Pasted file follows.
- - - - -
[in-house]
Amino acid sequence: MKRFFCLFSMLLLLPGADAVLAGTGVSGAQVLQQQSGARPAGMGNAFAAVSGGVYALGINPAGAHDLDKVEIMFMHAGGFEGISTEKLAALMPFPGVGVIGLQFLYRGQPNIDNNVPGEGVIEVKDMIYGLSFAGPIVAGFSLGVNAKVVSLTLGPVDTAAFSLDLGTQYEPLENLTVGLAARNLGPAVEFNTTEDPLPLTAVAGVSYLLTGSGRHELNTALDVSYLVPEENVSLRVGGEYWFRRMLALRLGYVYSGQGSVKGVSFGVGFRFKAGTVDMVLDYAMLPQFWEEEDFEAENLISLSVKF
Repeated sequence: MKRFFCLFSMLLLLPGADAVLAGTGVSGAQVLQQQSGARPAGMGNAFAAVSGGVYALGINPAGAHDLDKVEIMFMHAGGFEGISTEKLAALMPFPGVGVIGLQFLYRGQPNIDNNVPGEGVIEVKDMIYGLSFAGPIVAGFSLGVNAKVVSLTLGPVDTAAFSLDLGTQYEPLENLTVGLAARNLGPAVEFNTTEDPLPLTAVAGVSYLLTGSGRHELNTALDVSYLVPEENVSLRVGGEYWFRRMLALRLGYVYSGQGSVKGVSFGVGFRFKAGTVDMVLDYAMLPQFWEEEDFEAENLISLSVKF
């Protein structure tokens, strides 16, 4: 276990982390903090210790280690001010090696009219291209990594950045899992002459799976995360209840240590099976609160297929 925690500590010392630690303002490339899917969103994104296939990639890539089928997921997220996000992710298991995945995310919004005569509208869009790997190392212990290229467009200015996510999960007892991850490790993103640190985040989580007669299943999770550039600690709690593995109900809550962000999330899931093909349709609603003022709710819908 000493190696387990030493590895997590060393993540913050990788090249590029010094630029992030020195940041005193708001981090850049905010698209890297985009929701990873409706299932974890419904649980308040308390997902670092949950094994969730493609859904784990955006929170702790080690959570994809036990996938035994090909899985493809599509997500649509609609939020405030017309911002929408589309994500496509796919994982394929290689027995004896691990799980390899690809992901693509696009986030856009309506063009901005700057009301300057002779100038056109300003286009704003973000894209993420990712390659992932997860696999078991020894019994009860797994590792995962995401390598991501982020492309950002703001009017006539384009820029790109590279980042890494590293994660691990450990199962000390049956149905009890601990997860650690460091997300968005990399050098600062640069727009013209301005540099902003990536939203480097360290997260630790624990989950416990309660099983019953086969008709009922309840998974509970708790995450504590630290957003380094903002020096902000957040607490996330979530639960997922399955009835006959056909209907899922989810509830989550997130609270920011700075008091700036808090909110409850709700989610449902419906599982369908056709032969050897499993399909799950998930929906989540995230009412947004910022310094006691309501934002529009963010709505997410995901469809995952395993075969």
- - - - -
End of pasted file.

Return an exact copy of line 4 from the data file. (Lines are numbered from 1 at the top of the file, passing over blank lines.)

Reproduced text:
């Protein structure tokens, strides 16, 4: 276990982390903090210790280690001010090696009219291209990594950045899992002459799976995360209840240590099976609160297929 925690500590010392630690303002490339899917969103994104296939990639890539089928997921997220996000992710298991995945995310919004005569509208869009790997190392212990290229467009200015996510999960007892991850490790993103640190985040989580007669299943999770550039600690709690593995109900809550962000999330899931093909349709609603003022709710819908 000493190696387990030493590895997590060393993540913050990788090249590029010094630029992030020195940041005193708001981090850049905010698209890297985009929701990873409706299932974890419904649980308040308390997902670092949950094994969730493609859904784990955006929170702790080690959570994809036990996938035994090909899985493809599509997500649509609609939020405030017309911002929408589309994500496509796919994982394929290689027995004896691990799980390899690809992901693509696009986030856009309506063009901005700057009301300057002779100038056109300003286009704003973000894209993420990712390659992932997860696999078991020894019994009860797994590792995962995401390598991501982020492309950002703001009017006539384009820029790109590279980042890494590293994660691990450990199962000390049956149905009890601990997860650690460091997300968005990399050098600062640069727009013209301005540099902003990536939203480097360290997260630790624990989950416990309660099983019953086969008709009922309840998974509970708790995450504590630290957003380094903002020096902000957040607490996330979530639960997922399955009835006959056909209907899922989810509830989550997130609270920011700075008091700036808090909110409850709700989610449902419906599982369908056709032969050897499993399909799950998930929906989540995230009412947004910022310094006691309501934002529009963010709505997410995901469809995952395993075969």